What advice would you give to others considering a career in IP law?
My advice to aspiring IP and IT colleagues is always the same. Look at our subject holistically – do not focus too much and too early on just one (small) specialty within the broad field of IT or intellectual property. Recognise the many commonalities and repetitions, whether you are dealing with patent law, copyright law or trade secret protection. For those who do not work in intellectual property or IT, our field is a special matter anyway.
From a data protection perspective, what are some of the biggest changes you have seen in the AI ecosystem over the last 12 months?
That is a great question! AI (particularly generative AI) is fundamentally changing the legal landscape at the moment, and that includes the data protection world. For one, we are seeing an increase in regulation; the European Union is said to want to pass new AI legislation by the end of this year, which will introduce different rules for different AI risk levels.
Second, the ethics of AI and data use have gained more attention. Organisations are recognising the need to address bias, fairness, accountability and transparency in AI algorithms and decision-making processes. Ethical frameworks and guidelines for AI development and deployment have been proposed by various organisations and industry groups.
Finally, as AI systems handle sensitive data, there has been an increased emphasis on implementing stronger technical safeguards. Techniques such as federated learning and differential privacy have gained traction, allowing AI models to be trained on decentralised data without exposing individual-level information.
You are a member of several institutions, including the German-American Lawyers Association (GALA), the German Society for Legal Informatics (DGRI) and the Licensing Executive Society (LES). What valuable lessons have you taken from your time with these groups?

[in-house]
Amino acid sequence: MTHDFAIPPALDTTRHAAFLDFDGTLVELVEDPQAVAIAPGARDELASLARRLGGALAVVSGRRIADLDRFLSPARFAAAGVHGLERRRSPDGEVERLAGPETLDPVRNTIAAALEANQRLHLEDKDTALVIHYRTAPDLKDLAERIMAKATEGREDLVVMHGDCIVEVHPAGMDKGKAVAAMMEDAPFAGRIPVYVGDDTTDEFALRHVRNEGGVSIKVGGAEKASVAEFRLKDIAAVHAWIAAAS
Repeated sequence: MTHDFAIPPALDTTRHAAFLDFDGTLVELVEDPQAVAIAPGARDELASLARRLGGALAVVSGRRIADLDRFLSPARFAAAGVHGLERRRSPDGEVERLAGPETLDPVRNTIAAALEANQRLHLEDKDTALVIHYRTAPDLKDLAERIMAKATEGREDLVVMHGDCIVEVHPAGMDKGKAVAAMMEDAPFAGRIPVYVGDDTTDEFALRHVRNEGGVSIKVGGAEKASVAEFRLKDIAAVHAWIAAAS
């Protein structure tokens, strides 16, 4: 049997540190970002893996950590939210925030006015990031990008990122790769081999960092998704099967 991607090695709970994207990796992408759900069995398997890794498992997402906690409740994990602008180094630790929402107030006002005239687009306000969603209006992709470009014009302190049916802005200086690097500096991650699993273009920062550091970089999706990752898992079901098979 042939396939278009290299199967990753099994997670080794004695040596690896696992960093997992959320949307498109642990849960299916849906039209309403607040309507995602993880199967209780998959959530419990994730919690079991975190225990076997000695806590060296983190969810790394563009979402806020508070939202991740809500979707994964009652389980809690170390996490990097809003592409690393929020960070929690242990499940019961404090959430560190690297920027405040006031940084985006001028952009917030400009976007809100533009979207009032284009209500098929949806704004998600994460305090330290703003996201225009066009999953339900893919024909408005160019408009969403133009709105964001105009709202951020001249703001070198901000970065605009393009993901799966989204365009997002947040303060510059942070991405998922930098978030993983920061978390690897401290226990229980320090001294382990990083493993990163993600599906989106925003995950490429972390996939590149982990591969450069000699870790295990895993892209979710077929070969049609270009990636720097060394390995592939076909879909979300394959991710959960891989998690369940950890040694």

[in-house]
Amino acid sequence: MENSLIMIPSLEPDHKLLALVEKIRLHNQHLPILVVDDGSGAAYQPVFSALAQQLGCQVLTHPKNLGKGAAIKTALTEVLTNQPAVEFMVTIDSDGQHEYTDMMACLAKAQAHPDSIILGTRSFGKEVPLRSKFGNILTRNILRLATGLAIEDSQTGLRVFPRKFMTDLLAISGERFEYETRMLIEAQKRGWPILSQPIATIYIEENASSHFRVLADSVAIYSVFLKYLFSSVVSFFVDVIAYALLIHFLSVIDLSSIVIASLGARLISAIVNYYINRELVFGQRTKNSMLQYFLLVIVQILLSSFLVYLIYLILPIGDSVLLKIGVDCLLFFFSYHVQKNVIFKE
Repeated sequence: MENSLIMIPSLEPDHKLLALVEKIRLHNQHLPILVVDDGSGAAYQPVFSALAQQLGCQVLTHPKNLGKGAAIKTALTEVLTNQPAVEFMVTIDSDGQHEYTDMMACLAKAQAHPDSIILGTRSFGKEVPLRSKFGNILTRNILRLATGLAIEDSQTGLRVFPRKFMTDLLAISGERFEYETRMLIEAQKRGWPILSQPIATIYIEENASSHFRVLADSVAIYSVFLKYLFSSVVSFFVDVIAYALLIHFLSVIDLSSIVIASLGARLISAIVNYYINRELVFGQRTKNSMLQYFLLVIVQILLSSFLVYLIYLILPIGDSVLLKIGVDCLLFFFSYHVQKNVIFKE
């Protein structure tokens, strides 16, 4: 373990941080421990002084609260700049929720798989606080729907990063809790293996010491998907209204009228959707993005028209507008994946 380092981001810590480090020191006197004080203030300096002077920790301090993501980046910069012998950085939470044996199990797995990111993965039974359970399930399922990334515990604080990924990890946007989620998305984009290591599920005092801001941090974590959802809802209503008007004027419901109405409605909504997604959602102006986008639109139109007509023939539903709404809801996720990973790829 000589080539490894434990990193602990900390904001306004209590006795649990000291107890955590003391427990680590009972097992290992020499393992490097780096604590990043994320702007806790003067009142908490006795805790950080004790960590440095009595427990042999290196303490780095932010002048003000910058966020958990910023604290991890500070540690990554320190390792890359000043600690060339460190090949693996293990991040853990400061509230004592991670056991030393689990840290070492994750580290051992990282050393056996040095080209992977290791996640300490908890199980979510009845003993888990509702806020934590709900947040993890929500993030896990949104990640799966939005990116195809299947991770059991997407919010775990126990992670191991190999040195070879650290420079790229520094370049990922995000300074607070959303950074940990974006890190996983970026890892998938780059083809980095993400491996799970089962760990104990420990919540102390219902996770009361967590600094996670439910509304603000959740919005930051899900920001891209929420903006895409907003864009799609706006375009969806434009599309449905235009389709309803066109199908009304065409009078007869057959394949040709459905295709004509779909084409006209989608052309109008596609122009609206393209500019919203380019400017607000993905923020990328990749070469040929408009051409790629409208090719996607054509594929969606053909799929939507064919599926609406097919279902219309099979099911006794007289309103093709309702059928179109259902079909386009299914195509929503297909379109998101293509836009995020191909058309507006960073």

I find the work that GALA, DGRI and LES are doing extremely valuable. The diverse insights and lifelong connections I have gained from these organisations have truly enriched my professional life – be it in terms of improving my cross-cultural understanding, deepening my appreciation for the intricate art of negotiation or embracing innovative, IT-driven approaches to complex legal challenges.
Further, being a member of these institutions has helped me foster meaningful connections with professionals who share my passion for law, technology and innovation. I love the networking opportunities, seminars and conferences organised by these groups – they are like a goldmine of information. All of this has definitely helped me grow and improve as a legal professional.
If you could change one thing about the German licensing landscape, what would it be and do you think it is likely to happen?
I would focus on the biotech and pharma field. If I were to change one thing, it would be to establish a more streamlined and supportive framework for licensing that encourages investment and innovation. The key challenge in the German biotech market is the chronic underfunding that hampers growth and development of this vital sector. To address this issue, a strategic approach to licensing could play a crucial role. To me, that would include:
- flexible licensing mechanisms (from tech transfer agreements to joint ventures) to help bridge the funding gap;
- introducing tax incentives that could boost investment in biotech start-ups and attract more private funding; and
- fostering stronger collaborations between public research institutions and private entities – Germany could leverage its particular strengths in these sectors to drive R&D and commercialisation of biotech products.
How likely is this to happen? Frankly, I do not know. Success would probably require the concerted efforts of policymakers, industry players and academia working together to create an environment conducive to growth and investment in biotechnology.
How is the launch of the UPC affecting European IP strategies so far?
One significant development is the trend towards more streamlined litigation. With the UPC aiming to establish a unified platform for patent litigation across multiple EU countries, patent holders now have the opportunity to enforce their rights in a single forum. This is proving to be a game-changer, simplifying the process and enabling more cost-effective strategies for handling patent disputes that span different jurisdictions. Moreover, the launch of the UPC is introducing a new level of consistency and predictability. The UPC's decisions will have legal effect across all participating member states. This shift is set to lead to greater uniformity in how patent laws are interpreted and applied, which will ultimately result in more reliable outcomes for rights holders.
Börge Seeger is a partner at NEUWERK and heads the life sciences group. He is a German-qualified lawyer and certified licensing professional. His practice covers all aspects of IP and IT law, including IP licensing and partnering, technology transfers, joint ventures and alliances, software and IT outsourcings and data protection and privacy, as well as complex commercial law matters. Mr Seeger has extensive experience in assisting clients from the life sciences and healthcare sector.